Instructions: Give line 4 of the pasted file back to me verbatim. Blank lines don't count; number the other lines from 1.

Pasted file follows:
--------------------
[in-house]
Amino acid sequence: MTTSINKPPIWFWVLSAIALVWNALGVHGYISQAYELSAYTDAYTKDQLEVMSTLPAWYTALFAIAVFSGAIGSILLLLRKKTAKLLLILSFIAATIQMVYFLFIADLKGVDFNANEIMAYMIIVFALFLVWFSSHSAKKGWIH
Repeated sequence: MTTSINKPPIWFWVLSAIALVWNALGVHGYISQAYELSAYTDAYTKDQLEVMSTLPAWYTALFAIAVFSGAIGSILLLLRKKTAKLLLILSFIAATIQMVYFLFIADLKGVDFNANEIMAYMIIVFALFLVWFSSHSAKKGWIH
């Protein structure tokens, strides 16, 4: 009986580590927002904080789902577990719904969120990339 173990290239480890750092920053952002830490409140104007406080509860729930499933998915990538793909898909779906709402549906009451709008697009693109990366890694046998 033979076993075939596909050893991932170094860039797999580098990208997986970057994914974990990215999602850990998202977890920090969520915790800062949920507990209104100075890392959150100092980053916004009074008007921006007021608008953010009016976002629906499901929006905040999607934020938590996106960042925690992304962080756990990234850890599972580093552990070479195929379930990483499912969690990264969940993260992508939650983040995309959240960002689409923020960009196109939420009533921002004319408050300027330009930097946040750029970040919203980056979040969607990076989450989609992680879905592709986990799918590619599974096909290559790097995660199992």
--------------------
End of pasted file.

């Protein structure tokens, strides 16, 4: 009986580590927002904080789902577990719904969120990339 173990290239480890750092920053952002830490409140104007406080509860729930499933998915990538793909898909779906709402549906009451709008697009693109990366890694046998 033979076993075939596909050893991932170094860039797999580098990208997986970057994914974990990215999602850990998202977890920090969520915790800062949920507990209104100075890392959150100092980053916004009074008007921006007021608008953010009016976002629906499901929006905040999607934020938590996106960042925690992304962080756990990234850890599972580093552990070479195929379930990483499912969690990264969940993260992508939650983040995309959240960002689409923020960009196109939420009533921002004319408050300027330009930097946040750029970040919203980056979040969607990076989450989609992680879905592709986990799918590619599974096909290559790097995660199992």